I reached out on Facebook, Reddit, and Twitter to other Cal Poly students to gather information on their opinions of the event, which yielded a few responses.

Creating the Piece

Our journalist responsible for the written portion of our project, Ysabel Sullivan, had known about this project for months. As a result, she was really able to get in depth as to how the seniors planned and executed this event, but was also able to give us good perspective form the SLO Brew point of view and the wineries involved.

Sullivan attended the event in which she interviewed and observed the organizers, attendees and wineries, “I really enjoyed working on this project because it was amazing to see all these communities of SLO come together. The girls had worked so hard for so many months to make this event successful and it was great to see that happen for them” said Sullivan.

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Greg Llamas, who worked on the multimedia section of the project, set out to create a time-lapse from an elevated position and a three piece audio and visual set. He thought the story was “interesting because it was about a senior project that seemed successful.”

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Frances Mylod-Vargas, our videographer, followed attendees, organizers and wineries throughout the event to capture what it was like to be there, “it was pretty cool to be able to witness the production of the very first Rock the Vine event. Alex & Emily were so excited, as well as the wineries and event goers. It was a fun atmosphere to be apart of!”

Blog written by Jody Miller.

Behind the scenes: Cal Poly’s sold out wine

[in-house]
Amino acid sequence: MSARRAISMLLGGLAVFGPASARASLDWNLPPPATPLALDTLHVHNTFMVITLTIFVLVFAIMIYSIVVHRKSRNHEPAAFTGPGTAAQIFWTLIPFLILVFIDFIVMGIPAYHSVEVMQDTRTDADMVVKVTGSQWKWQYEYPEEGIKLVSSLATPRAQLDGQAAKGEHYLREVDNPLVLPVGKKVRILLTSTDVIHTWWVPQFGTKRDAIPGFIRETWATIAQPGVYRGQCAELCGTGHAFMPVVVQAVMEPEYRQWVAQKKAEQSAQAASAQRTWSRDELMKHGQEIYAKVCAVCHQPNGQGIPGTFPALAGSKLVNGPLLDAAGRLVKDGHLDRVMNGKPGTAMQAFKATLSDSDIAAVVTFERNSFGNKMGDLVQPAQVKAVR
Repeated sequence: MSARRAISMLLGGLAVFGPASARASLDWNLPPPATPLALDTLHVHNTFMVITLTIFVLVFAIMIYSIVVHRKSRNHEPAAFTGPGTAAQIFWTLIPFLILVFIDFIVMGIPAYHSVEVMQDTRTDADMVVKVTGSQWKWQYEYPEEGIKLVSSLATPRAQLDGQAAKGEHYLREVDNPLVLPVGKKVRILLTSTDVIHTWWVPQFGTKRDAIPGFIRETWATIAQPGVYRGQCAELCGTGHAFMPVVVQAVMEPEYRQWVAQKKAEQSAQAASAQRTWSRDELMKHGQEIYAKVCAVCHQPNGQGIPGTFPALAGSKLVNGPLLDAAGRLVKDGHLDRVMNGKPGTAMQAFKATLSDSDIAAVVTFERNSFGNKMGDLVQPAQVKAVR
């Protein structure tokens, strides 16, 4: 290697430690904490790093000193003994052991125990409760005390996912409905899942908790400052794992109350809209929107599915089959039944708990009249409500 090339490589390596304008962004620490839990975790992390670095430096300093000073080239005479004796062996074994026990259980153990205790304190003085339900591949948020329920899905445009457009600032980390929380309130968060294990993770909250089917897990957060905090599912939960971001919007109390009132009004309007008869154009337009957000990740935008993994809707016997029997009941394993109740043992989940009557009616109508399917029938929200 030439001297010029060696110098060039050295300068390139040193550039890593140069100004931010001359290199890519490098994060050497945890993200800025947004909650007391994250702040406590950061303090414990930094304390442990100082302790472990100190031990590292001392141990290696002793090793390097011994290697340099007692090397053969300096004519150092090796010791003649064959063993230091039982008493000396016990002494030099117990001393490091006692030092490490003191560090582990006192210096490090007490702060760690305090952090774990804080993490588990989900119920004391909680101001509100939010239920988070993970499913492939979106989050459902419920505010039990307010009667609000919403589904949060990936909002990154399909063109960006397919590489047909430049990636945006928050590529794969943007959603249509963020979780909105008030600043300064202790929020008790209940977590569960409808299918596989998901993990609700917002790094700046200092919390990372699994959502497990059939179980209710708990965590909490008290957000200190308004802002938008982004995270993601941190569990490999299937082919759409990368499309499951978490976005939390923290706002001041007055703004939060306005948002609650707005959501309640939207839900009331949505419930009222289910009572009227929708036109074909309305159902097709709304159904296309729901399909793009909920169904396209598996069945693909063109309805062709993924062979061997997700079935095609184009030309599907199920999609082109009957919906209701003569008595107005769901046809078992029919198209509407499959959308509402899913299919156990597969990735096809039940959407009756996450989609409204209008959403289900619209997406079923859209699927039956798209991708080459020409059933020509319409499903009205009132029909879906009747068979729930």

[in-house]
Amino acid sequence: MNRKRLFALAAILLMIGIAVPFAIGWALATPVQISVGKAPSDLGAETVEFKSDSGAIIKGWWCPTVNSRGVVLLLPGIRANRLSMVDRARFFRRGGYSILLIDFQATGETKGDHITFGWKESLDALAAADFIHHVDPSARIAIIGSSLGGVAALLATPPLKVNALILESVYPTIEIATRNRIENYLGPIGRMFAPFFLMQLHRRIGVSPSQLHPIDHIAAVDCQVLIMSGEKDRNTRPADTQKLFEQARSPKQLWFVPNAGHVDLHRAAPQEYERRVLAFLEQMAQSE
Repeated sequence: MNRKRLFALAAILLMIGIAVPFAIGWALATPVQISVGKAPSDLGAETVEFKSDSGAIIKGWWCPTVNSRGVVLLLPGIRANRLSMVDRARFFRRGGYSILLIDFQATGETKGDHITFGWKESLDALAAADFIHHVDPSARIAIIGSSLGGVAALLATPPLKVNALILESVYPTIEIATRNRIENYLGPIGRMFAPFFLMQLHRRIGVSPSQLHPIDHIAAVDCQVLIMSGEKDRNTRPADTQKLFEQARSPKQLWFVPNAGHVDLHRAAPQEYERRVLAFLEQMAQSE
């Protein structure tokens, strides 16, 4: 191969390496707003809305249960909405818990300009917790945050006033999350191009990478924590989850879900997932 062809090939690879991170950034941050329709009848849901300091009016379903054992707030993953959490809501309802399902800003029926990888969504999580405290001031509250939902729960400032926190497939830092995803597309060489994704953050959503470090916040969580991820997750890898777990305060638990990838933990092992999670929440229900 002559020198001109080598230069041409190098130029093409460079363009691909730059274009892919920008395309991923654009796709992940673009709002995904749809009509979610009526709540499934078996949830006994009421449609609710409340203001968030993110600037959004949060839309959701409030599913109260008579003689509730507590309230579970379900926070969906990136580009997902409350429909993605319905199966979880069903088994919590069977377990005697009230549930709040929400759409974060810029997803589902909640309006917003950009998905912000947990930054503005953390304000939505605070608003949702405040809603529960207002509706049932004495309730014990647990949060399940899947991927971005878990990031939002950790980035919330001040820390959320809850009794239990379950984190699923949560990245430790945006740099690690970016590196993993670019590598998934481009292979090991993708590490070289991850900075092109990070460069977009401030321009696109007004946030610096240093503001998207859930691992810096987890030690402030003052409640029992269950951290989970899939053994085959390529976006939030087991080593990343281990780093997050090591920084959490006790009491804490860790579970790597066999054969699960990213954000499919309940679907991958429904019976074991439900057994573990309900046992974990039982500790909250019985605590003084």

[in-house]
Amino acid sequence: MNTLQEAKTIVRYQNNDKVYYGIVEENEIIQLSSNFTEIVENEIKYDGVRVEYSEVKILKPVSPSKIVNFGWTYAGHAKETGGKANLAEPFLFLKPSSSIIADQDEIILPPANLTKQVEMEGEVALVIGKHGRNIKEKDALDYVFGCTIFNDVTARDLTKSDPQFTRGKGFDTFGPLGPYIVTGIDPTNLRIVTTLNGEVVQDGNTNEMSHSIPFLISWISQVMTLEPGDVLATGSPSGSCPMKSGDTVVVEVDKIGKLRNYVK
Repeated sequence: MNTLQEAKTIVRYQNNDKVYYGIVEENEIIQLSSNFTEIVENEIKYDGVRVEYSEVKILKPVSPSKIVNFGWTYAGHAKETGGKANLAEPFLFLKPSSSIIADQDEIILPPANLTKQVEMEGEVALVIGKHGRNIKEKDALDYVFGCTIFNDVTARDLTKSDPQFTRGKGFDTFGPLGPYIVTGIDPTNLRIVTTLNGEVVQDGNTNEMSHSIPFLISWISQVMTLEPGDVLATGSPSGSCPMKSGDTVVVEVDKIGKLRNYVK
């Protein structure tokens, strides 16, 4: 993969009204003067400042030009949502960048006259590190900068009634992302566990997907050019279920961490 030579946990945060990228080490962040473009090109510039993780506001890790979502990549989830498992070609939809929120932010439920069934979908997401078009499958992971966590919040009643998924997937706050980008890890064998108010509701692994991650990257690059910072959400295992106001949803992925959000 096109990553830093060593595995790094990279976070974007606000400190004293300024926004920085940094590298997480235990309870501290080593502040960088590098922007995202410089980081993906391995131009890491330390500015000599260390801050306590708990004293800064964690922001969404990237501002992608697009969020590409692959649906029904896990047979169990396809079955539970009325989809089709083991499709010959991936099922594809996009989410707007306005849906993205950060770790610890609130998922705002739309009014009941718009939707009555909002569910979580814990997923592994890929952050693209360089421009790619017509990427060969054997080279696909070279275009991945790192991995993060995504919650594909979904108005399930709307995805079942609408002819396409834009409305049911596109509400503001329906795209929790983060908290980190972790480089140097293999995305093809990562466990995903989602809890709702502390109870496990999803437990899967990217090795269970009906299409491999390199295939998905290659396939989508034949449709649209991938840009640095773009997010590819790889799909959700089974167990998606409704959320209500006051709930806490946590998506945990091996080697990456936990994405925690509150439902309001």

For the last four weeks of this quarter, we begged the question of why Cal Poly wine had been sold out. After finishing our third senior project, one of our members, Lauren Goff, had brought up the question once again. So, for our final project, we decided to tackle the news story of Cal Poly wine.

A Cal Poly wine barrel in the pilot center. Credited by: Andi DiMatteo
A Cal Poly wine barrel in the pilot center. Credited by: Andi DiMatteo

California Polytechnic State University, San Luis Obispo has one of the biggest wine & viticulture programs in the country. When we noticed that Cal Poly Wine was currently sold out; we started working to find out why. Our research led us to find out that in 2010, Mustang News published an article on Cal Poly wine winning awards at the Orange County Commercial Wine Competition in Costa Mesa. After that, there was no further lead on the topic.

I emailed Adrienne Ferraro and Federico Casassa to find more information on the topic. Ferraro is the Cal Poly wine brand manager and Casassa is an assistant professor on enology. This is where we faced a huge challenge. We had to try and set interviews before Thanksgiving week. Most of our sources were either going to be busy or going out of town since classes were not going to be in session. Unfortunately, we were not able to schedule interviews before the holiday week.